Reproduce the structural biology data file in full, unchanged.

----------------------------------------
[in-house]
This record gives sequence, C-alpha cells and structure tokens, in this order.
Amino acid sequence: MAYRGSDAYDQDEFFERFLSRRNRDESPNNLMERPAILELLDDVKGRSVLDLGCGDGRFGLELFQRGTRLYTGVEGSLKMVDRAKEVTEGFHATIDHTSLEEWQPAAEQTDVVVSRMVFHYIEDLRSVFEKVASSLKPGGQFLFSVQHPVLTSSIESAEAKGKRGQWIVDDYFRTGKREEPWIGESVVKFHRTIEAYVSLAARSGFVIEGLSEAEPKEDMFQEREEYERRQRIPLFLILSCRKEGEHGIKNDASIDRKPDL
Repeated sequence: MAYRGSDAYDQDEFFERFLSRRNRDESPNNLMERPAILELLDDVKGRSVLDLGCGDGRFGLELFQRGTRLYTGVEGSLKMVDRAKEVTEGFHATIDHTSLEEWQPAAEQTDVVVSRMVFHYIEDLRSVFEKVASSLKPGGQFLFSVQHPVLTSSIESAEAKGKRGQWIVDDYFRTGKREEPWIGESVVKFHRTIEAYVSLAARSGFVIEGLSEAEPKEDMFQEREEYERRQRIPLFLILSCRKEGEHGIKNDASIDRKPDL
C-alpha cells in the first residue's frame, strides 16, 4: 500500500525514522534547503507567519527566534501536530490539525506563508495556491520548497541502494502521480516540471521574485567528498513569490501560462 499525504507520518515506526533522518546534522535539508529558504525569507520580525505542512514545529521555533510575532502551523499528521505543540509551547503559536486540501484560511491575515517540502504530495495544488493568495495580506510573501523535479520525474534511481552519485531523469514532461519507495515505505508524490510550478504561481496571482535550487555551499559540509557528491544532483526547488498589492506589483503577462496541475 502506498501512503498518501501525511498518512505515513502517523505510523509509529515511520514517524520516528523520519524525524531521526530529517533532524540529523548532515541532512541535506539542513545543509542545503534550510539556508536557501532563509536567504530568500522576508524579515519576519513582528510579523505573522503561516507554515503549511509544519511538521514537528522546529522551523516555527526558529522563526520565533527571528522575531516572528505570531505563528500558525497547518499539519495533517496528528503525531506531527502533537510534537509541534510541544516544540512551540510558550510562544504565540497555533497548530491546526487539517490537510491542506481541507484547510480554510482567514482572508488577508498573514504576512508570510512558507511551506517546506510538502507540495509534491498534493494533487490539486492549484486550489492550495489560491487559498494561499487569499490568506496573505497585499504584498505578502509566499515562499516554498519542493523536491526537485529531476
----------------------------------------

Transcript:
[in-house]
This record gives sequence, C-alpha cells and structure tokens, in this order.
Amino acid sequence: MAYRGSDAYDQDEFFERFLSRRNRDESPNNLMERPAILELLDDVKGRSVLDLGCGDGRFGLELFQRGTRLYTGVEGSLKMVDRAKEVTEGFHATIDHTSLEEWQPAAEQTDVVVSRMVFHYIEDLRSVFEKVASSLKPGGQFLFSVQHPVLTSSIESAEAKGKRGQWIVDDYFRTGKREEPWIGESVVKFHRTIEAYVSLAARSGFVIEGLSEAEPKEDMFQEREEYERRQRIPLFLILSCRKEGEHGIKNDASIDRKPDL
Repeated sequence: MAYRGSDAYDQDEFFERFLSRRNRDESPNNLMERPAILELLDDVKGRSVLDLGCGDGRFGLELFQRGTRLYTGVEGSLKMVDRAKEVTEGFHATIDHTSLEEWQPAAEQTDVVVSRMVFHYIEDLRSVFEKVASSLKPGGQFLFSVQHPVLTSSIESAEAKGKRGQWIVDDYFRTGKREEPWIGESVVKFHRTIEAYVSLAARSGFVIEGLSEAEPKEDMFQEREEYERRQRIPLFLILSCRKEGEHGIKNDASIDRKPDL
C-alpha cells in the first residue's frame, strides 16, 4: 500500500525514522534547503507567519527566534501536530490539525506563508495556491520548497541502494502521480516540471521574485567528498513569490501560462 499525504507520518515506526533522518546534522535539508529558504525569507520580525505542512514545529521555533510575532502551523499528521505543540509551547503559536486540501484560511491575515517540502504530495495544488493568495495580506510573501523535479520525474534511481552519485531523469514532461519507495515505505508524490510550478504561481496571482535550487555551499559540509557528491544532483526547488498589492506589483503577462496541475 502506498501512503498518501501525511498518512505515513502517523505510523509509529515511520514517524520516528523520519524525524531521526530529517533532524540529523548532515541532512541535506539542513545543509542545503534550510539556508536557501532563509536567504530568500522576508524579515519576519513582528510579523505573522503561516507554515503549511509544519511538521514537528522546529522551523516555527526558529522563526520565533527571528522575531516572528505570531505563528500558525497547518499539519495533517496528528503525531506531527502533537510534537509541534510541544516544540512551540510558550510562544504565540497555533497548530491546526487539517490537510491542506481541507484547510480554510482567514482572508488577508498573514504576512508570510512558507511551506517546506510538502507540495509534491498534493494533487490539486492549484486550489492550495489560491487559498494561499487569499490568506496573505497585499504584498505578502509566499515562499516554498519542493523536491526537485529531476